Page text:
The defending champion Minnesota Lynx host the Indiana Fever in Game 1 of the best-of-five WNBA Finals on Sunday.
Minnesota hosts Finals
opener against Indiana
For years, the Minnesota Lynx were irrelevant — a listless franchise that couldn’t figure out a way to make the playoffs, let alone contend for a title.
- Evergreen senior’s death, other player injuries renew football-safety debate
- Our state’s greatest gift to the nation just got canceled
- Clay Matthews tells Colin Kaepernick: ‘You ain’t Russell Wilson, bro’
- Seahawks Game Center: Seattle holds off Detroit Lions for 'Monday Night Football' victory
Most Read Stories
Now they are looking for two consecutive championships.
The Lynx host the Indiana Fever in Game 1 of the WNBA Finals on Sunday, hoping to become the first repeat winners since the Los Angeles Sparks in 2001 and 2002.
Starting with the hire of coach Cheryl Reeve in December 2009 and the trade for hometown star Lindsay Whalen in 2010 and going right on through with the acquisitions of Rebekkah Brunson and Taj McWilliams-Franklin and drafting Maya Moore, the Lynx are suddenly the class of the league.
“When I was hired, I knew we had a group here that there would be a window of opportunity,” Reeve said. “Once we made the trade for Whalen and we got Rebekkah Brunson in here, we knew we had a foundation. We added to that Maya Moore and Taj, so now there’s that window of opportunity.”
Indiana is coached by former Storm coach Lin Dunn.
Brook Lopez scored 19 points and the Brooklyn Nets made their debut with a 108-105 overtime victory over the Philadelphia 76ers in Atlantic City, N.J.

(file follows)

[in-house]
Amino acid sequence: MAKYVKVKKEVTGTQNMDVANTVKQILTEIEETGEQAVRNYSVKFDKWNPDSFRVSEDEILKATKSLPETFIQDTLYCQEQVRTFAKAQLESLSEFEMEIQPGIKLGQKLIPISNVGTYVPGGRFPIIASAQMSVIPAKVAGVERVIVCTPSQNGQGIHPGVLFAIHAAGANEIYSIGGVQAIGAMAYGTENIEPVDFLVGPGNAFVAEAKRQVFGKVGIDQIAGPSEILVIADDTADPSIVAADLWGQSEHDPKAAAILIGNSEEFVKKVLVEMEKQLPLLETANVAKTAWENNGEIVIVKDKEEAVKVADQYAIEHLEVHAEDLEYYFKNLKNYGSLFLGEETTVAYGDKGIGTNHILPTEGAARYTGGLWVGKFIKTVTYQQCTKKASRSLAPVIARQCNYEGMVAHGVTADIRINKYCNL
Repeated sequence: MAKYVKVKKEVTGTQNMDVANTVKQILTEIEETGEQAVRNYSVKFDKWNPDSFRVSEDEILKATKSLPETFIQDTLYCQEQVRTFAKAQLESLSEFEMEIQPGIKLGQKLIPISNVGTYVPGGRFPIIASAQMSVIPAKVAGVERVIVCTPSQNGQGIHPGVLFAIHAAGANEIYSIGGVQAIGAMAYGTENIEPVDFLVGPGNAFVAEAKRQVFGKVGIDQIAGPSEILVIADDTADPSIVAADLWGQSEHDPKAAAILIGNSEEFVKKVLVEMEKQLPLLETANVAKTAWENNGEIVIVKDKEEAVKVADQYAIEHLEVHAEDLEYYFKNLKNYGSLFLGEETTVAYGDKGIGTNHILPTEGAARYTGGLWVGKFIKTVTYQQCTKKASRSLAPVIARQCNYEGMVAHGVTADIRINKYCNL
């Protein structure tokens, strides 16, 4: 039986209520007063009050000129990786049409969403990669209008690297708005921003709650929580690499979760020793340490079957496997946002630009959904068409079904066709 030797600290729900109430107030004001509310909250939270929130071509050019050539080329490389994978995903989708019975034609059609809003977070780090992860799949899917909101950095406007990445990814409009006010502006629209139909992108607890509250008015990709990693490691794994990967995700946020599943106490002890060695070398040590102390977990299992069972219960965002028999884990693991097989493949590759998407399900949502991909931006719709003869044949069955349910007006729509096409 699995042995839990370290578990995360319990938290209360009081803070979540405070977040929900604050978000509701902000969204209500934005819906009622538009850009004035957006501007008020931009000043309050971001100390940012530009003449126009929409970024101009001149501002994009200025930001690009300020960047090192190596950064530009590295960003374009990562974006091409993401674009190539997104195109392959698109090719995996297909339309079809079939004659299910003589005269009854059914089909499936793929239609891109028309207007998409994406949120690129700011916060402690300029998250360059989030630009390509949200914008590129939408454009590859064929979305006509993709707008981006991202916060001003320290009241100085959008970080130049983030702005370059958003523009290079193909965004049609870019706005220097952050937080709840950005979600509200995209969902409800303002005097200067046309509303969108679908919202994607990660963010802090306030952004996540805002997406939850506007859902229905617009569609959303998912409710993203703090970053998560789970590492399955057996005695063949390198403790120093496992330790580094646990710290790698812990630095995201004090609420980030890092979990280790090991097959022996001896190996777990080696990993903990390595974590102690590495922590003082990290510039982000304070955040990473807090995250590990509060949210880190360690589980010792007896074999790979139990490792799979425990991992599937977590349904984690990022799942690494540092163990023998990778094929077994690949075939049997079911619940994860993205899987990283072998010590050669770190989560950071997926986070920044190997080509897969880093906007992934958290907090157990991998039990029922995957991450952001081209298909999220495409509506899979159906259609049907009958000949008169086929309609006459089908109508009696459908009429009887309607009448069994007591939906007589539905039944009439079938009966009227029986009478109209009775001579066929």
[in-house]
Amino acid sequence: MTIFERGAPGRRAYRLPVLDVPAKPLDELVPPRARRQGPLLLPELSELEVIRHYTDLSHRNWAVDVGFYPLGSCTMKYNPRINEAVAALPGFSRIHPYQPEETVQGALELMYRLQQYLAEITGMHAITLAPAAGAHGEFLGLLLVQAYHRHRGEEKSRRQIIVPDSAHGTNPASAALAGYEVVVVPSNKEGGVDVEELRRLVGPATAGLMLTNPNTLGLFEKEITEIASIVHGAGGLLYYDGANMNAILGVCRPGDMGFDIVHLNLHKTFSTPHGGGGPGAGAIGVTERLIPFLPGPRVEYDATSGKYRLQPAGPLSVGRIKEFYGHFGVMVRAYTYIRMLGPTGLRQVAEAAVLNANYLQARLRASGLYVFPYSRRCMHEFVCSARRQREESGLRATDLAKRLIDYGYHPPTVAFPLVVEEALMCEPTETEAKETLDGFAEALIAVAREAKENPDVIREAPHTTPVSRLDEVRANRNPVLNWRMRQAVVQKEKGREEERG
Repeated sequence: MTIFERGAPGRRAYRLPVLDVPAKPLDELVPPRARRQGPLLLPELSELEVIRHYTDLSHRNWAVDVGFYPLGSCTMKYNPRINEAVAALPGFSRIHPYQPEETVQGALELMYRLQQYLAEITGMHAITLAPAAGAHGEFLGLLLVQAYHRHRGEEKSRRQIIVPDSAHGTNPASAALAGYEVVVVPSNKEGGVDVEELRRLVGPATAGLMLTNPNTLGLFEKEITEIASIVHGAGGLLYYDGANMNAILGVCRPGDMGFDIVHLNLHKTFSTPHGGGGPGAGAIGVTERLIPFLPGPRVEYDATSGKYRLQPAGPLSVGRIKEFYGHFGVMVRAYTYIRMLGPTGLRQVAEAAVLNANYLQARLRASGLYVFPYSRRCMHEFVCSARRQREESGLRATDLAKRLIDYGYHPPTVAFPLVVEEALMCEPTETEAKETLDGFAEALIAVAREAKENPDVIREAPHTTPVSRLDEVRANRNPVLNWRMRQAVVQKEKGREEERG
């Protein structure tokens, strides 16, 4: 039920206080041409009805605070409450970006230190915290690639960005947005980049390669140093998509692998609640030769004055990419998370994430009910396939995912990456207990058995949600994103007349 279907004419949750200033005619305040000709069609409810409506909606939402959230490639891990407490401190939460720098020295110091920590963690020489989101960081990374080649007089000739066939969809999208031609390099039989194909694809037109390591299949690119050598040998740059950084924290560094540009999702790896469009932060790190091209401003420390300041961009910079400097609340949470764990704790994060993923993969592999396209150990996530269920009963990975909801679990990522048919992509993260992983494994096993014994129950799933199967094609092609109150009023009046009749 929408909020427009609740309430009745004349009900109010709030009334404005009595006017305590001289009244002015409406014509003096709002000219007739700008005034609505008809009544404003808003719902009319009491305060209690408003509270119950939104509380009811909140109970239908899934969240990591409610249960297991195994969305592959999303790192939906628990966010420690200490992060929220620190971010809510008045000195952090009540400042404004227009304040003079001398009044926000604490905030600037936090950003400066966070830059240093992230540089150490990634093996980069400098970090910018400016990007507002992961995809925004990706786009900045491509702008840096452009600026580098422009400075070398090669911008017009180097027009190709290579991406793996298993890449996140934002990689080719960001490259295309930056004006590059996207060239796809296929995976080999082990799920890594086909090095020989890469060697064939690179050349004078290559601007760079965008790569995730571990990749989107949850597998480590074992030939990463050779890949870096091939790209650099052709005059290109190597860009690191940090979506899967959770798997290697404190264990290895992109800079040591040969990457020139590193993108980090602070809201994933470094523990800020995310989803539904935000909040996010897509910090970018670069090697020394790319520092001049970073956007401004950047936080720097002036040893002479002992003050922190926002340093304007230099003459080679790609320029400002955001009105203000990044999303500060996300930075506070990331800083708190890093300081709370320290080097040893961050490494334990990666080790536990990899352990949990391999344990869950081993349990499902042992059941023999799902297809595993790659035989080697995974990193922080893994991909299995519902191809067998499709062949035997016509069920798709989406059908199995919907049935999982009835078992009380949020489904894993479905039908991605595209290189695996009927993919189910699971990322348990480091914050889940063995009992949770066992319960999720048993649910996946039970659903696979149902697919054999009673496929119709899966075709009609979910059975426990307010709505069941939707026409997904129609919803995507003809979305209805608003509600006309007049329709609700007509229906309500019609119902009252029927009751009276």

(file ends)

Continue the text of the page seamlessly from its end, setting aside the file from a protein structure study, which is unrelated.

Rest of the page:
The Nets had closed the book on New Jersey after spending 35 years in Piscataway, East Rutherford and the team’s last home at the Prudential Center in Newark. Turns out, the franchise had at least one more game — an exhibition — left in its old home state.
These Nets wore black uniforms with “Brooklyn” emblazoned on the front.
They also had Joe Johnson and Deron Williams in the backcourt, a duo the Nets could have used in New Jersey. Johnson, acquired from Atlanta in the offseason, scored 13 points in his debut. Williams had 14 points.
Jazz defeats Lakers
Marvin Williams of Bremerton scored 14 points to help the Utah Jazz beat the host Los Angeles Lakers 99-86 in an exhibition game.
Stabbing at Syracuse
Syracuse ended its annual “Orange Madness” event at the Carrier Dome about 30 minutes early because a 25-year-old man was stabbed during the event that celebrates the start of the season.
Police said the stabbing occurred in an arena concourse Friday night.
Syracuse Police Sgt. Tom Connellan said the decision to cut the party short came after there were several fights at the arena.
Mixed martial arts
Silva wins at UFC 153
Silva wins at UFC 153
Brazilian Anderson Silva stopped American Stephan Bonnar with a knee to the body with 20 seconds left in the first round in a light-heavyweight fight at UFC 153 in Rio de Janeiro.
Silva (31-4), the UFC’s longtime middleweight champion, moved up to light heavyweight to face Bonnar (17-8) after several fighters dropped off the card because of injuries.
Silva has won his last 17 fights.
Murray, Djokovic win
Two-time defending champion Andy Murray of Britain beat an erratic-serving Roger Federer of Switzerland 6-4, 6-4 in a rainy semifinal at the Shanghai Masters in China.
In a rematch of this year’s U.S. Open final, Murray will face Novak Djokovic of Serbia for the title.
Djokovic, who lost to Murray in the U.S. Open, beat Tomas Berdych of the Czech Republic 6-3, 6-4 in the semifinal round.
• Labor negotiations between the NHL and the locked-out players’ association might resume Tuesday after a four-day break.
The location and the agenda have yet to be determined.
• Dayatthespa won the Grade I Queen Elizabeth II Challenge Cup, a turf race for 3-year-old fillies at Keeneland in Lexington, Ky.
Dayatthespa, trained by Chad Brown and ridden by Javier Castellano, led virtually all the way and beat runner-up Centre Court by 2 lengths. Dayatthespa ran 1-1/8 miles in 1 minute, 48.99 seconds and paid $8.60 to win in the $400,000 race.
Seattle Times news services